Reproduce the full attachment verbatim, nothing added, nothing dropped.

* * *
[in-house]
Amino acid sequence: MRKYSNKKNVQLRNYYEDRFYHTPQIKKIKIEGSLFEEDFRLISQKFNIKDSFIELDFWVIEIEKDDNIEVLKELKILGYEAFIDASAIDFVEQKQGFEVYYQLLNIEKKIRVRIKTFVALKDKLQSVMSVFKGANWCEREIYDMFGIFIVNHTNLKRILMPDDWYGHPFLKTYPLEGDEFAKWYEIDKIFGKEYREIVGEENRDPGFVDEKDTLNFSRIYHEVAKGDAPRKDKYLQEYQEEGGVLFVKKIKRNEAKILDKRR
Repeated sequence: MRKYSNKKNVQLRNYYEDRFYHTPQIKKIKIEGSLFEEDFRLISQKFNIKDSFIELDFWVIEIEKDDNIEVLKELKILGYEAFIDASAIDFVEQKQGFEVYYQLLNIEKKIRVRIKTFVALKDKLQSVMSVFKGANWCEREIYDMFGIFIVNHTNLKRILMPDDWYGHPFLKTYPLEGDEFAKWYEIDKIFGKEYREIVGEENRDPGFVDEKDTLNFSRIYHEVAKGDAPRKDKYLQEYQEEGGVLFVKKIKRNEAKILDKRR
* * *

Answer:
[in-house]
Amino acid sequence: MRKYSNKKNVQLRNYYEDRFYHTPQIKKIKIEGSLFEEDFRLISQKFNIKDSFIELDFWVIEIEKDDNIEVLKELKILGYEAFIDASAIDFVEQKQGFEVYYQLLNIEKKIRVRIKTFVALKDKLQSVMSVFKGANWCEREIYDMFGIFIVNHTNLKRILMPDDWYGHPFLKTYPLEGDEFAKWYEIDKIFGKEYREIVGEENRDPGFVDEKDTLNFSRIYHEVAKGDAPRKDKYLQEYQEEGGVLFVKKIKRNEAKILDKRR
Repeated sequence: MRKYSNKKNVQLRNYYEDRFYHTPQIKKIKIEGSLFEEDFRLISQKFNIKDSFIELDFWVIEIEKDDNIEVLKELKILGYEAFIDASAIDFVEQKQGFEVYYQLLNIEKKIRVRIKTFVALKDKLQSVMSVFKGANWCEREIYDMFGIFIVNHTNLKRILMPDDWYGHPFLKTYPLEGDEFAKWYEIDKIFGKEYREIVGEENRDPGFVDEKDTLNFSRIYHEVAKGDAPRKDKYLQEYQEEGGVLFVKKIKRNEAKILDKRR